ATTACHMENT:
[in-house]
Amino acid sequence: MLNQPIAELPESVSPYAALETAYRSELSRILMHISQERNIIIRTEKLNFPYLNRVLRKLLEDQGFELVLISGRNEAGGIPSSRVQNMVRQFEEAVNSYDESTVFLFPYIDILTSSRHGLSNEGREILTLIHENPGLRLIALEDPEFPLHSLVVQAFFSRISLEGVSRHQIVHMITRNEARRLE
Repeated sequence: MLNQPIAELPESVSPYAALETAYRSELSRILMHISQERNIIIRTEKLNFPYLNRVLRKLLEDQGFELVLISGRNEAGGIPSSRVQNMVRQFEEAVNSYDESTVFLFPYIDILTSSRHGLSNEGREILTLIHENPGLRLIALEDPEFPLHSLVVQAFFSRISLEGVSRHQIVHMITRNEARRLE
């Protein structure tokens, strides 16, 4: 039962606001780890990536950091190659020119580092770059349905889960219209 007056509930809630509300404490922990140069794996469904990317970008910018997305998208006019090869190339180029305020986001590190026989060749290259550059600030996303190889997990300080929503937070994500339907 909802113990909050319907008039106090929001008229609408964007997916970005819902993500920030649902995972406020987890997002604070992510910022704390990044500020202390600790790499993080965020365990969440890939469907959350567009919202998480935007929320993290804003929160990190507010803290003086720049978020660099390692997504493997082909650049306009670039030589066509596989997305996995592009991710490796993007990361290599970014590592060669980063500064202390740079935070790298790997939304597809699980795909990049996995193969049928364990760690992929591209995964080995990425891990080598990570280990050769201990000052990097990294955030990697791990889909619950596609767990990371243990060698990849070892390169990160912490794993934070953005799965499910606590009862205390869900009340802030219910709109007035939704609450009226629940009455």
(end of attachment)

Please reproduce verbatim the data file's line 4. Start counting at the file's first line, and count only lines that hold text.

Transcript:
């Protein structure tokens, strides 16, 4: 039962606001780890990536950091190659020119580092770059349905889960219209 007056509930809630509300404490922990140069794996469904990317970008910018997305998208006019090869190339180029305020986001590190026989060749290259550059600030996303190889997990300080929503937070994500339907 909802113990909050319907008039106090929001008229609408964007997916970005819902993500920030649902995972406020987890997002604070992510910022704390990044500020202390600790790499993080965020365990969440890939469907959350567009919202998480935007929320993290804003929160990190507010803290003086720049978020660099390692997504493997082909650049306009670039030589066509596989997305996995592009991710490796993007990361290599970014590592060669980063500064202390740079935070790298790997939304597809699980795909990049996995193969049928364990760690992929591209995964080995990425891990080598990570280990050769201990000052990097990294955030990697791990889909619950596609767990990371243990060698990849070892390169990160912490794993934070953005799965499910606590009862205390869900009340802030219910709109007035939704609450009226629940009455």